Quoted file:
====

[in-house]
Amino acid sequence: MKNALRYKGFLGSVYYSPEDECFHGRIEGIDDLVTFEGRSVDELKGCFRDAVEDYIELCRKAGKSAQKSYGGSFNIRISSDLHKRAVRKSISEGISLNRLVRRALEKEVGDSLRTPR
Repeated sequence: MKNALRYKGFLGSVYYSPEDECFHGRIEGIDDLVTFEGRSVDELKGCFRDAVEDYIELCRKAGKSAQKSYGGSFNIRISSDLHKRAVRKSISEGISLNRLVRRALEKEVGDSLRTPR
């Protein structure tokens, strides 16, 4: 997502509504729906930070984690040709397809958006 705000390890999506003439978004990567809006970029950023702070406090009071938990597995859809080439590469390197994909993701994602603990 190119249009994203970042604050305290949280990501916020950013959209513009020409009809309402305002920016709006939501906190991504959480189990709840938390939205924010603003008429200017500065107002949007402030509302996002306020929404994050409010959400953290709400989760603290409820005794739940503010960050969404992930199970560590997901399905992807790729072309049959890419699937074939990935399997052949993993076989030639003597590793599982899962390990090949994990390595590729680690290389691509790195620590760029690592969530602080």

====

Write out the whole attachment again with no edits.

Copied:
[in-house]
Amino acid sequence: MKNALRYKGFLGSVYYSPEDECFHGRIEGIDDLVTFEGRSVDELKGCFRDAVEDYIELCRKAGKSAQKSYGGSFNIRISSDLHKRAVRKSISEGISLNRLVRRALEKEVGDSLRTPR
Repeated sequence: MKNALRYKGFLGSVYYSPEDECFHGRIEGIDDLVTFEGRSVDELKGCFRDAVEDYIELCRKAGKSAQKSYGGSFNIRISSDLHKRAVRKSISEGISLNRLVRRALEKEVGDSLRTPR
């Protein structure tokens, strides 16, 4: 997502509504729906930070984690040709397809958006 705000390890999506003439978004990567809006970029950023702070406090009071938990597995859809080439590469390197994909993701994602603990 190119249009994203970042604050305290949280990501916020950013959209513009020409009809309402305002920016709006939501906190991504959480189990709840938390939205924010603003008429200017500065107002949007402030509302996002306020929404994050409010959400953290709400989760603290409820005794739940503010960050969404992930199970560590997901399905992807790729072309049959890419699937074939990935399997052949993993076989030639003597590793599982899962390990090949994990390595590729680690290389691509790195620590760029690592969530602080």